Advertisement

Role of Cerebral Venous System in Traumatic Brain Injury

  • Yan Qu
  • Lei Zhao
  • Hao Guo
Chapter
Part of the Springer Series in Translational Stroke Research book series (SSTSR)

Abstract

Traumatic brain injury (TBI) is one of the most prevalent causes of neurological dysfunction, leading to substantial economic and social burdens worldwide. The brain edema, including cytotoxic and vascular brain edema, is one of the most important hallmarks of TBI. Brain edema induces an increase in intracranial pressure (ICP), resulting in decreased cerebral vascular perfusion and cerebral ischemia. In recent years, studies have suggested that the balance between the arterial blood inflow and venous output is crucial for brain homeostasis. However, the role of cerebral venous system in vascular brain edema has always been overlooked and remains unclear. In this chapter, we are going to discuss about the role of cerebral venous system in TBI and provide some theoretical evidence for the clinical management of TBI.

Keywords

Traumatic brain injury (TBI) Cerebral venous system Brain edema 

References

  1. 1.
    Ghajar J. Traumatic brain injury. Lancet. 2000;356(9233):923–9.CrossRefGoogle Scholar
  2. 2.
    Faul M, Xu L, Wald M, Coronado V, Traumatic brain injury in the United States: emergency department visits, hospitalizations, and deaths. Atlanta: Centers for Disease Control and Prevention, National Center for Injury Prevention and Control; 2010.Google Scholar
  3. 3.
    Stein SC, Georgoff P, Meghan S, Mirza KL, El Falaky OM. Relationship of aggressive monitoring and treatment to improved outcomes in severe traumatic brain injury. J Neurosurg. 2010;112(5):1105–12.CrossRefGoogle Scholar
  4. 4.
    Lu J, Marmarou A, Choi S, Maas A, Murray G, Steyerberg EW, Impact and Abic Study Group. Mortality from traumatic brain injury. Acta Neurochir Suppl. 2005;95:281–5.CrossRefGoogle Scholar
  5. 5.
    Zhang JH, Badaut J, Tang J, Obenaus A, Hartman R, Pearce WJ. The vascular neural network—a new paradigm in stroke pathophysiology. Nat Rev Neurol. 2012;8(12):711–6.CrossRefGoogle Scholar
  6. 6.
    Barami K. Cerebral venous overdrainage: an under-recognized complication of cerebrospinal fluid diversion. Neurosurg Focus. 2016;41(3):E9.CrossRefGoogle Scholar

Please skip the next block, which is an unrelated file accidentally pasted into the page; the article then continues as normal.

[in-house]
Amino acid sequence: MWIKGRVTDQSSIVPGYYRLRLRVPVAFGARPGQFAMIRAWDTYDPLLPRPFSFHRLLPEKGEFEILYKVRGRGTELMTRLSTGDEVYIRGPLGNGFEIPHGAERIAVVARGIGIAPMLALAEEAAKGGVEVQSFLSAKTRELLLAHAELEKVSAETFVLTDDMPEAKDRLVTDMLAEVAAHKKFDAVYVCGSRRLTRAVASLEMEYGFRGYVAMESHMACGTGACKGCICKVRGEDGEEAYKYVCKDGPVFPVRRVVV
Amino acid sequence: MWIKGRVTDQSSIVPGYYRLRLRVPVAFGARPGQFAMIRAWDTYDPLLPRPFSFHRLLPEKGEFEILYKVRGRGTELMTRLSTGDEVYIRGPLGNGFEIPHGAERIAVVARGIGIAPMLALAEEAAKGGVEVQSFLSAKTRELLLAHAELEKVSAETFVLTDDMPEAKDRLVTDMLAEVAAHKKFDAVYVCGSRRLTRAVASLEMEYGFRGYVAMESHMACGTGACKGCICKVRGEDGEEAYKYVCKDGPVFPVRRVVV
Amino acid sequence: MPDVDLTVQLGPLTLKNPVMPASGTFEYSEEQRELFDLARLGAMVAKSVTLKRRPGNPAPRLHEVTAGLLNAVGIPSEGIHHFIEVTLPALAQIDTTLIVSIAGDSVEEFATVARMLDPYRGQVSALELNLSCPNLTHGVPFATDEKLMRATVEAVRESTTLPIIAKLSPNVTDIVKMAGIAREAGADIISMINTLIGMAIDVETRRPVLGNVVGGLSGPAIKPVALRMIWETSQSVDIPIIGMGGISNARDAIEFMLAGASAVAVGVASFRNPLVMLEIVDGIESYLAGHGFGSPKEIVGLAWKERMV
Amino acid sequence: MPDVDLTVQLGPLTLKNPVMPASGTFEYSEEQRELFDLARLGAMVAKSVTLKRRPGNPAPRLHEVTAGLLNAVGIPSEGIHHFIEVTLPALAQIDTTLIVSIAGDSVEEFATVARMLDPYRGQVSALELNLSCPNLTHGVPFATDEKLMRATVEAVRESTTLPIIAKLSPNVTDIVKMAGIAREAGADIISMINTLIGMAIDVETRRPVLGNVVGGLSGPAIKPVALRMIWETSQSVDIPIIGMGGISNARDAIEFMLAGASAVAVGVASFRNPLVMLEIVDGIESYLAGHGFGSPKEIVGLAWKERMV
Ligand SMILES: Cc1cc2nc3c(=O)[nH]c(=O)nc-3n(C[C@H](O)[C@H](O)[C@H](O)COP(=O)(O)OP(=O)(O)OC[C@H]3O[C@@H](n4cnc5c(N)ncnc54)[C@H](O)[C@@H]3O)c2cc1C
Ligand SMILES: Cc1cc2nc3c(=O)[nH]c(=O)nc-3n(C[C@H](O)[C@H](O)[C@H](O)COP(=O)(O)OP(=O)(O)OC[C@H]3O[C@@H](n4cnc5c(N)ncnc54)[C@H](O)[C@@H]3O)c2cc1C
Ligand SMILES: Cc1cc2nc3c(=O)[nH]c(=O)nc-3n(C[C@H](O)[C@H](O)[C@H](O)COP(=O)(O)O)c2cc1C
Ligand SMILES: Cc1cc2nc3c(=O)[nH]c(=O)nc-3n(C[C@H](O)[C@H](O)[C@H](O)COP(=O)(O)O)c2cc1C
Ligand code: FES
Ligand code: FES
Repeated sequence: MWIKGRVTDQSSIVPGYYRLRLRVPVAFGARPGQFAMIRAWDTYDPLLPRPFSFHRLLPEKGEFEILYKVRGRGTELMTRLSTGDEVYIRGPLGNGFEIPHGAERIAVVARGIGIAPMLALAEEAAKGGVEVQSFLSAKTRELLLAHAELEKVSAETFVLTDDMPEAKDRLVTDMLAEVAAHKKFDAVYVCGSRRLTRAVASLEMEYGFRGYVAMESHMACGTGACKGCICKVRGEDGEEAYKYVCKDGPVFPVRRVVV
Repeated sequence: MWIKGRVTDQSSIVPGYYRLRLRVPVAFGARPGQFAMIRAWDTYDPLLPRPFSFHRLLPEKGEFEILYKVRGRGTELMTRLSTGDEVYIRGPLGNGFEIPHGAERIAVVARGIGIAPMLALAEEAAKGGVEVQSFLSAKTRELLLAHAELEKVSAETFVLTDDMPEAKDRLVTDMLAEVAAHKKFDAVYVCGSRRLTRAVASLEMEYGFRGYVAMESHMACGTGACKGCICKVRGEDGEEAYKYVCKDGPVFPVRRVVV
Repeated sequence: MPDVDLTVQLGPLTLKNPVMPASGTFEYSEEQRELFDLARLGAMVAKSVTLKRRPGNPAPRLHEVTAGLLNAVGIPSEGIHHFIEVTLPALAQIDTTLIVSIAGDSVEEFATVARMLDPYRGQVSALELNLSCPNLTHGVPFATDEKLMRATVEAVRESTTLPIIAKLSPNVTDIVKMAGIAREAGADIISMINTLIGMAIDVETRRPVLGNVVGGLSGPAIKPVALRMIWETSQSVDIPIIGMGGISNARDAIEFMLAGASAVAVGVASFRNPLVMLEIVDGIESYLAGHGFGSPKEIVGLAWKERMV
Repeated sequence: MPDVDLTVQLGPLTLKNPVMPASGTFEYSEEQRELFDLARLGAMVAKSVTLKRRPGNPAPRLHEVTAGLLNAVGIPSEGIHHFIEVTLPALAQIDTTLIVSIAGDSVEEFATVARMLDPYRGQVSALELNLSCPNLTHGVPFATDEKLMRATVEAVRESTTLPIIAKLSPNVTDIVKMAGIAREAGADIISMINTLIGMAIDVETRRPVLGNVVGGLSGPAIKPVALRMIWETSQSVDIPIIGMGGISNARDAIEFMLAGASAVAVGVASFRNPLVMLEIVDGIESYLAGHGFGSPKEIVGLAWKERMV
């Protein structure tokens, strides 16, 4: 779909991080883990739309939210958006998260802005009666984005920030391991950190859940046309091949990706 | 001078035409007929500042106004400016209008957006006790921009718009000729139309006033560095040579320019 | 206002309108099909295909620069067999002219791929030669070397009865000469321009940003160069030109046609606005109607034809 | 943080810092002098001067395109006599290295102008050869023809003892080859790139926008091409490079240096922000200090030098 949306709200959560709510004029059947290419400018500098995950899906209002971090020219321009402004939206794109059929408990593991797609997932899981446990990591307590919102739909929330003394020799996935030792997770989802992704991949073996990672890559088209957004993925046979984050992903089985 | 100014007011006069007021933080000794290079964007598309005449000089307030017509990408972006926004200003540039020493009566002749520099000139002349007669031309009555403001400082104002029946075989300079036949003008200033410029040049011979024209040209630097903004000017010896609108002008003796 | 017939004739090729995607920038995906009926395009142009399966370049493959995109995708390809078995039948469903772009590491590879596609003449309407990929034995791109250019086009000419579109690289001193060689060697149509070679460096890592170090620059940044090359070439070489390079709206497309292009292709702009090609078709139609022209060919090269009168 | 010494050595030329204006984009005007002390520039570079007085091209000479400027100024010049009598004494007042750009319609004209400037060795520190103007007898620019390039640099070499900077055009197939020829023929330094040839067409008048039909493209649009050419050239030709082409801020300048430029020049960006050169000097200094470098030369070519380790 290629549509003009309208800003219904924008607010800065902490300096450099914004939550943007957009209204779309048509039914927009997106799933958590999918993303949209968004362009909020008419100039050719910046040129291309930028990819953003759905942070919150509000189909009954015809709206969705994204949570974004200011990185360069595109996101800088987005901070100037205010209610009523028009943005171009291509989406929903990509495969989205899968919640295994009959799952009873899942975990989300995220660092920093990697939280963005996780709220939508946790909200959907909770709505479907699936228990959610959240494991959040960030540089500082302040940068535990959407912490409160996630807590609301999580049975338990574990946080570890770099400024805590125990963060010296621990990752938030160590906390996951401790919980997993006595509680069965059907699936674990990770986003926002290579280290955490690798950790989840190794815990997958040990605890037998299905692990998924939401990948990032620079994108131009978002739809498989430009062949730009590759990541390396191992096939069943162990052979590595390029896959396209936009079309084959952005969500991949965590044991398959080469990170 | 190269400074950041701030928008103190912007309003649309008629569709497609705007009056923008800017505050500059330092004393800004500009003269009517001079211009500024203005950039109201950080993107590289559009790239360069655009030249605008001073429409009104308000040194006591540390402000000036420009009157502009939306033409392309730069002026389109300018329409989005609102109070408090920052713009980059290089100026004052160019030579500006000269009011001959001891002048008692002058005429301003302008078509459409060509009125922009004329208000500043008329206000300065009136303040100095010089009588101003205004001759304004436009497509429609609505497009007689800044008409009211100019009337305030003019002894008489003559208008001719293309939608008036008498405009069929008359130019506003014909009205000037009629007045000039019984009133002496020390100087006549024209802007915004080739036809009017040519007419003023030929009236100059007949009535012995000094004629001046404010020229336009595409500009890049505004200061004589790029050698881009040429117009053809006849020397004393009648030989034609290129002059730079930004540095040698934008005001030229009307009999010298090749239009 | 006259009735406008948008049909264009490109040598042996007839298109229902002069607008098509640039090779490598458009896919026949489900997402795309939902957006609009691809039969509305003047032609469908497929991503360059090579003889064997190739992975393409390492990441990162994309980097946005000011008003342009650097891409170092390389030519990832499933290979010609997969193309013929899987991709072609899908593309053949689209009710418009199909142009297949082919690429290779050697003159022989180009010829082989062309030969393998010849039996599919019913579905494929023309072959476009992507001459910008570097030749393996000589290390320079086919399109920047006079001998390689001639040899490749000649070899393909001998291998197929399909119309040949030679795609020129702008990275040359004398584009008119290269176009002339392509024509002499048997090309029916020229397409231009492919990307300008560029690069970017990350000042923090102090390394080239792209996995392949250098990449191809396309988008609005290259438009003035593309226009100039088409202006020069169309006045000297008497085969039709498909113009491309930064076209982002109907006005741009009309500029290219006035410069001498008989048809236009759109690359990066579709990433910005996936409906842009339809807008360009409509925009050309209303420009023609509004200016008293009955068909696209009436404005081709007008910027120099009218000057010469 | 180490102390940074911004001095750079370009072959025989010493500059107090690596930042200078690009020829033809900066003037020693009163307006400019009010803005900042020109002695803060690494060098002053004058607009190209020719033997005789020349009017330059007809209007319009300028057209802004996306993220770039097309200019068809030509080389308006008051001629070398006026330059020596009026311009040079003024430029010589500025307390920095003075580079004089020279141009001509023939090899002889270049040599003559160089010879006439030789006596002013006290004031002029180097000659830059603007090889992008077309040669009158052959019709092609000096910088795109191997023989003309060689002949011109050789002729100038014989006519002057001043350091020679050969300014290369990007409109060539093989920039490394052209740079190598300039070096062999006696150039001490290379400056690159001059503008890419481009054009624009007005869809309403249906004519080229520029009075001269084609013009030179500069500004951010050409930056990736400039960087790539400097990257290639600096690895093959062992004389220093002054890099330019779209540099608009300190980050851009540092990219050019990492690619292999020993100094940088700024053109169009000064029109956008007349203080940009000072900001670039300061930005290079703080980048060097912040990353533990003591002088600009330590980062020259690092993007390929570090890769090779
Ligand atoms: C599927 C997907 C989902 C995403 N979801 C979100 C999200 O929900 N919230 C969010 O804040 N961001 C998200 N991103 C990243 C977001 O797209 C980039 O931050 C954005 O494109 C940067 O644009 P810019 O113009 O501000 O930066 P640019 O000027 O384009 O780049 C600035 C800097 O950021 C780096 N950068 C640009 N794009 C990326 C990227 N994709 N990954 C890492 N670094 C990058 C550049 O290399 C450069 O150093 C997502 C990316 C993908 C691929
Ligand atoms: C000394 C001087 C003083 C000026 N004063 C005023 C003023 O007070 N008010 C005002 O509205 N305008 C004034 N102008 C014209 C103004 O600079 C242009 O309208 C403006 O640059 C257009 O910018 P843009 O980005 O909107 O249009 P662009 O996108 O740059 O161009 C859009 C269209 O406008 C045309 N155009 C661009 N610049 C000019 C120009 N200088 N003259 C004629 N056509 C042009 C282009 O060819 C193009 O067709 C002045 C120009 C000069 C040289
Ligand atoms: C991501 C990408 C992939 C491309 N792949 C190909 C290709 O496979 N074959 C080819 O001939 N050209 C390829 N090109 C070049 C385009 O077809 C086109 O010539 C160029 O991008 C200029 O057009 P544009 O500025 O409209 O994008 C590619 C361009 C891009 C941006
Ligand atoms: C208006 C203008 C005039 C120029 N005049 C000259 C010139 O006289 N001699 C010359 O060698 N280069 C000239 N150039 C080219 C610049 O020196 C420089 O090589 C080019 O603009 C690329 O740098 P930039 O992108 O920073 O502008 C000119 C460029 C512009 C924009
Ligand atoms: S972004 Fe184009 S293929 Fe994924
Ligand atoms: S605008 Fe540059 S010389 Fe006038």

7. 7.
    Kilic T, Akakin A. Anatomy of cerebral veins and sinuses. Front Neurol Neurosci. 2008;23:4–15.CrossRefGoogle Scholar
  8. 8.
    Chen S, Chen Y, Xu L, Matei N, Tang J, Feng H, Zhang JH. Venous system in acute brain injury: Mechanisms of pathophysiological change and function. Exp Neurol. 2015;272:4–10.CrossRefGoogle Scholar
  9. 9.
    Plesnila N, Friedrich D, Eriskat J, Baethmann A, Stoffel M. Relative cerebral blood flow during the secondary expansion of a cortical lesion in rats. Neurosci Lett. 2003;345(2):85–8.CrossRefGoogle Scholar
  10. 10.
    Schwarzmaier SM, Kim SW, Trabold R, Plesnila N. Temporal profile of thrombogenesis in the cerebral microcirculation after traumatic brain injury in mice. J Neurotrauma. 2010;27(1):121–30.CrossRefGoogle Scholar
  11. 11.
    Pomschar A, Koerte I, Lee S, Laubender RP, Straube A, Heinen F, Ertl-Wagner B, Alperin N. MRI evidence for altered venous drainage and intracranial compliance in mild traumatic brain injury. PLoS One. 2013;8(2):e55447.CrossRefGoogle Scholar
  12. 12.
    Maxwell WL, Whitfield PC, Suzen B, Graham DI, Adams JH, Watt C, Gennarelli TA. The cerebrovascular response to experimental lateral head acceleration. Acta Neuropathol. 1992;84(3):289–96.CrossRefGoogle Scholar
  13. 13.
    Doshi H, Wiseman N, Liu J, Wang W, Welch RD, O’Neil BJ, Zuk C, Wang X, Mika V, Szaflarski JP, Haacke EM, Kou Z. Cerebral hemodynamic changes of mild traumatic brain injury at the acute stage. PLoS One. 2015;10(2):e0118061.CrossRefGoogle Scholar
  14. 14.
    Shen Y, Kou Z, Kreipke CW, Petrov T, Hu J, Haacke EM. In vivo measurement of tissue damage, oxygen saturation changes and blood flow changes after experimental traumatic brain injury in rats using susceptibility weighted imaging. Magn Reson Imaging. 2007;25(2):219–27.CrossRefGoogle Scholar
  15. 15.
    Bailey DM, Jones DW, Sinnott A, Brugniaux JV, New KJ, Hodson D, Marley CJ, Smirl JD, Ogoh S, Ainslie PN. Impaired cerebral haemodynamic function associated with chronic traumatic brain injury in professional boxers. Clin Sci. 2013;124(3):177–89.CrossRefGoogle Scholar
  16. 16.
    Stevens RD, Shoykhet M, Cadena R. Emergency neurological life support: intracranial hypertension and herniation. Neurocrit Care. 2015;23(Suppl 2):S76–82.CrossRefGoogle Scholar
  17. 17.
    Alperin N, Lee SH, Sivaramakrishnan A, Hushek SG. Quantifying the effect of posture on intracranial physiology in humans by MRI flow studies. J Magn Reson Imaging. 2005;22(5):591–6.CrossRefGoogle Scholar
  18. 18.
    Frattalone AR, Ling GS. Moderate and severe traumatic brain injury: pathophysiology and management. Neuroimaging Clin N Am. 2013;24(3):309–19.CrossRefGoogle Scholar
  19. 19.
    Ng I, Lim J, Wong HB. Effects of head posture on cerebral hemodynamics: its influences on intracranial pressure, cerebral perfusion pressure, and cerebral oxygenation. Neurosurgery. 2004;54(3):593–7; discussion 598.CrossRefGoogle Scholar

Copyright information

© Springer International Publishing AG, part of Springer Nature 2019

Authors and Affiliations

  • Yan Qu
    • 1
  • Lei Zhao
    • 1
  • Hao Guo
    • 1
  1. 1.Department of NeurosurgeryTangdu Hospital, PLA Air Force Medical UniversityXianChina

Personalised recommendations